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History

Governor Jeb Bush signed The Wekiva Parkway and Protection Act into law on Tuesday, June 29, 2004, at Wekiva Springs State Park, in Apopka. The law authorizes building the Wekiva Parkway and provides protection to the Wekiva River system. The Act requires a comprehensive approach to protecting the Wekiva River system involving local governments, state agencies, and the St. Johns River Management District. The Act requires the Department of Health to address nitrogen reduction through appropriate onsite disposal standards.

The following document is visual in nature and may not be accessible to screen readers. If you need assistance with the information contained in this document, please contact the Onsite Sewage Programs' Tallahassee office

Current Status

Department of Health rulemaking for the Wekiva Study Area was put on hold by the Legislature until the conclusion of the Nitrogen Reduction Strategies Study.

Links to Reports and Presentations

Links to Other Wekiva-Related Sites

Wekiva Task Updates and Reports:

*Note: This page contains materials in the Portable Document Format (PDF). The free Adobe Reader may be required to view these files.

Task 1: Field Work, $200,000, Ellis and Associates, Inc.

There will be detailed field sampling within the Wekiva Study Area (WSA) at a few conventional septic systems.  The WSA boundary was defined by incorporating data from various contributing sources to the Wekiva River System.  The question that this field work portion of the Wekiva project will address is how much nitrogen is transported to the groundwater by analyzing samples of septic tank effluent, in the saturated zone underneath a drainfield and in shallow groundwater.  There is an increased level of uncertainty when measuring away from the source, as the actual source inputs (wastewater, fertilizer, etc.) are variable, but electrical conductivity as tracer and nitrogen isotope tests are expected to help differentiate between organic and inorganic nitrogen. This will aid the researchers in determining the relative inputs from the inorganic forms found in many commercial fertilizers versus the inorganic forms found in wastewater, livestock and pet wastes.

There will be a maximum of three systems assessed.  Each site location will be within the boundaries of the WSA and will be chosen based on a comprehensive list of criteria that RRAC developed.  The criteria include being able to reach the actual water table with the equipment, choosing a location within each of the three affected counties, having a public water supply, having a minimum lot size to allow for identification of the wastewater plume, etc.  Once the field work has been completed, there will be a better understanding of what one septic system in the WSA contributes to the groundwater and whether this contribution is different from literature values.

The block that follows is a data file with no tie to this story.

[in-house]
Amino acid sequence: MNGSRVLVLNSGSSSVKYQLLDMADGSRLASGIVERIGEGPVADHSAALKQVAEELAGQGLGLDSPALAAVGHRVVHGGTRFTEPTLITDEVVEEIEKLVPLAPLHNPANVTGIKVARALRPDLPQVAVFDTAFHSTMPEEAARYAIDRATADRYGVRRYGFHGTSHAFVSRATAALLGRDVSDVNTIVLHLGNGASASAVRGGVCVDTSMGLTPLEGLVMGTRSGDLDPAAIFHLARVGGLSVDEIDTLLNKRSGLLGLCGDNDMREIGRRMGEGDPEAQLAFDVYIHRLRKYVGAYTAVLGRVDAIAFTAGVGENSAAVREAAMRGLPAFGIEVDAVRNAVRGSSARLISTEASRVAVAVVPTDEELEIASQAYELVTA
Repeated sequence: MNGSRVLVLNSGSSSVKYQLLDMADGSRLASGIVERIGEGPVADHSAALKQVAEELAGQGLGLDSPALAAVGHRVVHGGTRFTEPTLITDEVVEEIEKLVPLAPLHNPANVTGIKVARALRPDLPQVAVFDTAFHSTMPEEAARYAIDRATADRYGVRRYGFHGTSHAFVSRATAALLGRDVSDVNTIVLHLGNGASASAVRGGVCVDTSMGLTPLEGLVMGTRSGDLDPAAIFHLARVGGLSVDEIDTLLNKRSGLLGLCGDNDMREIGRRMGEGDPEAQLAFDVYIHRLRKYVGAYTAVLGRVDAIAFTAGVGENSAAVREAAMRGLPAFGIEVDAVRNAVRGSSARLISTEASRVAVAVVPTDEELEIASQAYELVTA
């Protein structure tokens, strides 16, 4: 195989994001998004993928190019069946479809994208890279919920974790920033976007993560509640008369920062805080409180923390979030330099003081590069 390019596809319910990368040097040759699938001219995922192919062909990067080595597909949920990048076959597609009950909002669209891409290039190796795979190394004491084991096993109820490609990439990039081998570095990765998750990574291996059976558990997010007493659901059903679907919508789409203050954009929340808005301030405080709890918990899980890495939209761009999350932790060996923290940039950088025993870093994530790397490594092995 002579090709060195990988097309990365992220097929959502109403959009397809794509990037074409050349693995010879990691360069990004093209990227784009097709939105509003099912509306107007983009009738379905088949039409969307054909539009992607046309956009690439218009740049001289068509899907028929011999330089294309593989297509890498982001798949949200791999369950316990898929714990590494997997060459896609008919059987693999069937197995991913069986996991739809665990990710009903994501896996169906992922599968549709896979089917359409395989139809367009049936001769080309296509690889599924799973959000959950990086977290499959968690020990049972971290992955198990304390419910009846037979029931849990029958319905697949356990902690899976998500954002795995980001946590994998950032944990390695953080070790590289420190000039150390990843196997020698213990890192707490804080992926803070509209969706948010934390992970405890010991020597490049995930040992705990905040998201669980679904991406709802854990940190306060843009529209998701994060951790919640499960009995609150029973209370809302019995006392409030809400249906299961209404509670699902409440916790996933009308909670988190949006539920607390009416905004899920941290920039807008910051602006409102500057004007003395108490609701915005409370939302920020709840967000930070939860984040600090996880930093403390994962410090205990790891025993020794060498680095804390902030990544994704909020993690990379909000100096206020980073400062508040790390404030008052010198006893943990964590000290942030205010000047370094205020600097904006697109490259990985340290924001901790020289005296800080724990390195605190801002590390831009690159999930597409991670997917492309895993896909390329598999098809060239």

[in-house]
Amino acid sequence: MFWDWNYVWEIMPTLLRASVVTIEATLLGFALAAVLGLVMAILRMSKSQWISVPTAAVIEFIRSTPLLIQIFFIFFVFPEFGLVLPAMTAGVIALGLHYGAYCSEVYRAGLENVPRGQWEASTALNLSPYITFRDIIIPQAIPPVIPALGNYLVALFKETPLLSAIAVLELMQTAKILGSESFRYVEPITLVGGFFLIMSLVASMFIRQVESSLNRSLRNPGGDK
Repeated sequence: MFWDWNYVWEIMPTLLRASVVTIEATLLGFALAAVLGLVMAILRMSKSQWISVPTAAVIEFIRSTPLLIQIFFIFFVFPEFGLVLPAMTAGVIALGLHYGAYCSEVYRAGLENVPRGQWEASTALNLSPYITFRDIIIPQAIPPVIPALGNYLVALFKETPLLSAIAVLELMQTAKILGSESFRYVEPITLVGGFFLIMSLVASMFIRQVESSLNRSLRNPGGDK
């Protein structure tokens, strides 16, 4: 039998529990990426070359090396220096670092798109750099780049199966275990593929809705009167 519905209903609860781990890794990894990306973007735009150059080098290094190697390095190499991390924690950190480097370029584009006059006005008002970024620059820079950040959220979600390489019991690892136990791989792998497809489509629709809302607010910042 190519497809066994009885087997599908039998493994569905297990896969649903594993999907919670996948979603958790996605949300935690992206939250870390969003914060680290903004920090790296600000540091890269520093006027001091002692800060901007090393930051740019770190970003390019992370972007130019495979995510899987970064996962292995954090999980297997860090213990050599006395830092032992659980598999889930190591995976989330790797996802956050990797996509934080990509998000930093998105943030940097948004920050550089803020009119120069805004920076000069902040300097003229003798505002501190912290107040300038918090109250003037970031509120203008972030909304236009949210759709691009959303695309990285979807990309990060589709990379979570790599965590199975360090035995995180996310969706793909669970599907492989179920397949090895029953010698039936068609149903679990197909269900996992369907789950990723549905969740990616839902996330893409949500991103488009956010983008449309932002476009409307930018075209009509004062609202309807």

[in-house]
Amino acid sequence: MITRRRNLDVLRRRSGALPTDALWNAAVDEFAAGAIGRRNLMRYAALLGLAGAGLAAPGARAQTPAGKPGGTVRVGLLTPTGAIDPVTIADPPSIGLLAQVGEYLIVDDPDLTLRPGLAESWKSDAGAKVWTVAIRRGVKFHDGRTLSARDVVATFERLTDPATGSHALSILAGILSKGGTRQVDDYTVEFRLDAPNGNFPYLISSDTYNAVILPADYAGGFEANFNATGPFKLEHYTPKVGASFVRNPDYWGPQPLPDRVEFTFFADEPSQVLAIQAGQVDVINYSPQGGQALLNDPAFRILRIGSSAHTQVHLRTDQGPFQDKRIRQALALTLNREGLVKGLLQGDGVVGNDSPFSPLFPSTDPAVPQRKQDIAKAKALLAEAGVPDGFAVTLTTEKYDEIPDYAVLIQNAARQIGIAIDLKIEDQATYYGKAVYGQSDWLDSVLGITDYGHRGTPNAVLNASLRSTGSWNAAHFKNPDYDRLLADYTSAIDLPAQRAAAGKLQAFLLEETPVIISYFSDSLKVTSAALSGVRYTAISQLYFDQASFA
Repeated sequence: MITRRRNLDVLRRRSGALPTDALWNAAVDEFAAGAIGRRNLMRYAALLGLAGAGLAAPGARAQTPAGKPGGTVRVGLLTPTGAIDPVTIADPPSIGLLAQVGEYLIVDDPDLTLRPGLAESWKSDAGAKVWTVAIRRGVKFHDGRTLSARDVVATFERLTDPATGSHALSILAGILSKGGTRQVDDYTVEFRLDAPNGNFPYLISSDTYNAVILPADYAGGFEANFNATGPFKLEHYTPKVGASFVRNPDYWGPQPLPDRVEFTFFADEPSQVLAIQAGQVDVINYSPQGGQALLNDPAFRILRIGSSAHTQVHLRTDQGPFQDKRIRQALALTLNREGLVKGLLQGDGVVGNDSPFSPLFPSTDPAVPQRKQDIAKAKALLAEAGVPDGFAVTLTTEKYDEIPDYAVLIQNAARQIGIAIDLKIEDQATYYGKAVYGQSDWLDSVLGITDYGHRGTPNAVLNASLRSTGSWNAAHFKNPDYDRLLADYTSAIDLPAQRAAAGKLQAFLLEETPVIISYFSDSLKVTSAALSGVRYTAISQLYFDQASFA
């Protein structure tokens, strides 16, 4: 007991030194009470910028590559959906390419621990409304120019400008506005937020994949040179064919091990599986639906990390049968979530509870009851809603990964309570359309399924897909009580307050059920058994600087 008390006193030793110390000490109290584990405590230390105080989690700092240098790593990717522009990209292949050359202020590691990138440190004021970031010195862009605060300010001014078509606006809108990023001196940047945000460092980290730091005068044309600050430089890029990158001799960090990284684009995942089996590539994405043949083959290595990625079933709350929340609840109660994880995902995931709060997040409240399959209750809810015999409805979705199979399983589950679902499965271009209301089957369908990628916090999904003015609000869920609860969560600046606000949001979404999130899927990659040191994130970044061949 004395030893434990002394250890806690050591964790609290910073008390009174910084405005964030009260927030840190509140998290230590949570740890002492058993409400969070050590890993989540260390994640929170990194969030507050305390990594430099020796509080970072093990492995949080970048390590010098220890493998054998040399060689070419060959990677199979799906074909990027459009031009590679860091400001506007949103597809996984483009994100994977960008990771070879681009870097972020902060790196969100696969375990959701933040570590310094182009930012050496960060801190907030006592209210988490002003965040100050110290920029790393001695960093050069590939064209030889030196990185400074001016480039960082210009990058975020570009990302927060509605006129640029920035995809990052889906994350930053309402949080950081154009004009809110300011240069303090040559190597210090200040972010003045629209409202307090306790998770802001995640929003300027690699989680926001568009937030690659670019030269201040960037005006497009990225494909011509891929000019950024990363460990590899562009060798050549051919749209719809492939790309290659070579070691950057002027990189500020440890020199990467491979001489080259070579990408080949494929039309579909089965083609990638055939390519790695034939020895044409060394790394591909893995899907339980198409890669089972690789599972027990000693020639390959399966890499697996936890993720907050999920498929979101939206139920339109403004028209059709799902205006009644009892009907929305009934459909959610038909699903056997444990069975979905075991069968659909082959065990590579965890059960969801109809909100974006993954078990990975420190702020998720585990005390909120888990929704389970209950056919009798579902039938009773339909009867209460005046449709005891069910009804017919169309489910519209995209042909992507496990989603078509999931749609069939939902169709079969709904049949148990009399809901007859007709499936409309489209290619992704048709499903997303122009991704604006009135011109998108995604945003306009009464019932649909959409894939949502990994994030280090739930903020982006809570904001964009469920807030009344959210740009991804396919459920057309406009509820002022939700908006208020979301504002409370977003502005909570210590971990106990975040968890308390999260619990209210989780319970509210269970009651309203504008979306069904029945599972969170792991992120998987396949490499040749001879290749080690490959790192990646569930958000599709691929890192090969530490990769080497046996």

Task 2: Categorization and quantification of nitrogen loading, $25,000, Otis Environmental Consultants, LLC

This task will further discuss differences between nitrogen loading by different categories of septic systems (e.g. by applied nitrogen species, infiltrative surface location, drainage class, depth to saturated zone and soil organic content). The next part of this step is to then look at the different potential categories of contribution to come up with an estimate of overall loading.

Task 3: Assessment of the contribution of OWTS relative to other sources, $25,000, Dr. Linda J. Young with the Department of Statistics at the University of Florida

In this task, the estimates from Task 2 will be compared with the amount of loading estimates from other sources (wastewater treatment facilities, residential fertilizers, commercial fertilizers, etc.) to determine what percentage of the nitrogen inputs are from septic systems.

Task 4: Cost-effective solutions, DOH Staff

This task is to recommend a range of cost effective solutions if contributions of nitrogen from onsite systems are found to be significant.  RRAC has advised the Department staff to perform preliminary research for this task.  Further results from the first three tasks will influence how this task will be completed.  The approach will be to obtain cost information from each county, and research various strategies (i.e. recordkeeping, planning, performance, etc.)

Additional research information can be found at the Research Review and Advisory Committee (RRAC) web page.

*Note: All materials are in the Portable Document Format (PDF). You may need to download the free Adobe Acrobat Reader to view the files. Some of the PDF files are zipped to make them faster to download. You may need WinZip to decompress them prior to reading them.